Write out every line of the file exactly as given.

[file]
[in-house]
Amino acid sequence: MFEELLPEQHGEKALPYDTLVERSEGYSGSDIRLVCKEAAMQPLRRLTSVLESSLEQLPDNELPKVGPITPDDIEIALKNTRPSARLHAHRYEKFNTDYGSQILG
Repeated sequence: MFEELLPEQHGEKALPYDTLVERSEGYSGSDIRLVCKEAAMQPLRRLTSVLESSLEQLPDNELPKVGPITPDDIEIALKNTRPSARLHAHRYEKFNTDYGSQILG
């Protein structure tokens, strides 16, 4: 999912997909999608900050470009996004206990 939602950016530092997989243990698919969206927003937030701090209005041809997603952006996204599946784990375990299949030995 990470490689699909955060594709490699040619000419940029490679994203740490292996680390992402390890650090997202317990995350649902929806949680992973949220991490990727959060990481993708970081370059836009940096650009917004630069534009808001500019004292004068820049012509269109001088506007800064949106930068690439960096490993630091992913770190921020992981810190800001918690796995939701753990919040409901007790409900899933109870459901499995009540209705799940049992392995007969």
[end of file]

[in-house]
Amino acid sequence: MFEELLPEQHGEKALPYDTLVERSEGYSGSDIRLVCKEAAMQPLRRLTSVLESSLEQLPDNELPKVGPITPDDIEIALKNTRPSARLHAHRYEKFNTDYGSQILG
Repeated sequence: MFEELLPEQHGEKALPYDTLVERSEGYSGSDIRLVCKEAAMQPLRRLTSVLESSLEQLPDNELPKVGPITPDDIEIALKNTRPSARLHAHRYEKFNTDYGSQILG
């Protein structure tokens, strides 16, 4: 999912997909999608900050470009996004206990 939602950016530092997989243990698919969206927003937030701090209005041809997603952006996204599946784990375990299949030995 990470490689699909955060594709490699040619000419940029490679994203740490292996680390992402390890650090997202317990995350649902929806949680992973949220991490990727959060990481993708970081370059836009940096650009917004630069534009808001500019004292004068820049012509269109001088506007800064949106930068690439960096490993630091992913770190921020992981810190800001918690796995939701753990919040409901007790409900899933109870459901499995009540209705799940049992392995007969």